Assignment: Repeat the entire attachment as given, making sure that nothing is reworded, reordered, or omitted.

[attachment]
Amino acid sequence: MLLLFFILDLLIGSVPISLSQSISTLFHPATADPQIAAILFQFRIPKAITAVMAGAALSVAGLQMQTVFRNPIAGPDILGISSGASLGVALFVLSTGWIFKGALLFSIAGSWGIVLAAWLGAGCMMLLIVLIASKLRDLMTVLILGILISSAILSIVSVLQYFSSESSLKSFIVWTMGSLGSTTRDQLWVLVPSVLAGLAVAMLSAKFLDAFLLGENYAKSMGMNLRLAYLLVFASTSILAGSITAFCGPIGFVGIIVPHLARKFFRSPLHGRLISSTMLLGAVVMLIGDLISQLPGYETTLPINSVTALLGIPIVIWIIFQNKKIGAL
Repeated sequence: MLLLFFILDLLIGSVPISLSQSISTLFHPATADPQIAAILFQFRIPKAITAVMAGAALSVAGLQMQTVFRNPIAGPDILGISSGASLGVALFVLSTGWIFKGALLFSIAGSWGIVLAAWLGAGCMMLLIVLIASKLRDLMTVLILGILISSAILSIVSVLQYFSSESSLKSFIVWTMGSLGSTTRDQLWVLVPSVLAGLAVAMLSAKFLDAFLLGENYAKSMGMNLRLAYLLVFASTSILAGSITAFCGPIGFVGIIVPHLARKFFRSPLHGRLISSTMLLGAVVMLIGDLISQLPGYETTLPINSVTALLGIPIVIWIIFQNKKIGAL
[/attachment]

Amino acid sequence: MLLLFFILDLLIGSVPISLSQSISTLFHPATADPQIAAILFQFRIPKAITAVMAGAALSVAGLQMQTVFRNPIAGPDILGISSGASLGVALFVLSTGWIFKGALLFSIAGSWGIVLAAWLGAGCMMLLIVLIASKLRDLMTVLILGILISSAILSIVSVLQYFSSESSLKSFIVWTMGSLGSTTRDQLWVLVPSVLAGLAVAMLSAKFLDAFLLGENYAKSMGMNLRLAYLLVFASTSILAGSITAFCGPIGFVGIIVPHLARKFFRSPLHGRLISSTMLLGAVVMLIGDLISQLPGYETTLPINSVTALLGIPIVIWIIFQNKKIGAL
Repeated sequence: MLLLFFILDLLIGSVPISLSQSISTLFHPATADPQIAAILFQFRIPKAITAVMAGAALSVAGLQMQTVFRNPIAGPDILGISSGASLGVALFVLSTGWIFKGALLFSIAGSWGIVLAAWLGAGCMMLLIVLIASKLRDLMTVLILGILISSAILSIVSVLQYFSSESSLKSFIVWTMGSLGSTTRDQLWVLVPSVLAGLAVAMLSAKFLDAFLLGENYAKSMGMNLRLAYLLVFASTSILAGSITAFCGPIGFVGIIVPHLARKFFRSPLHGRLISSTMLLGAVVMLIGDLISQLPGYETTLPINSVTALLGIPIVIWIIFQNKKIGAL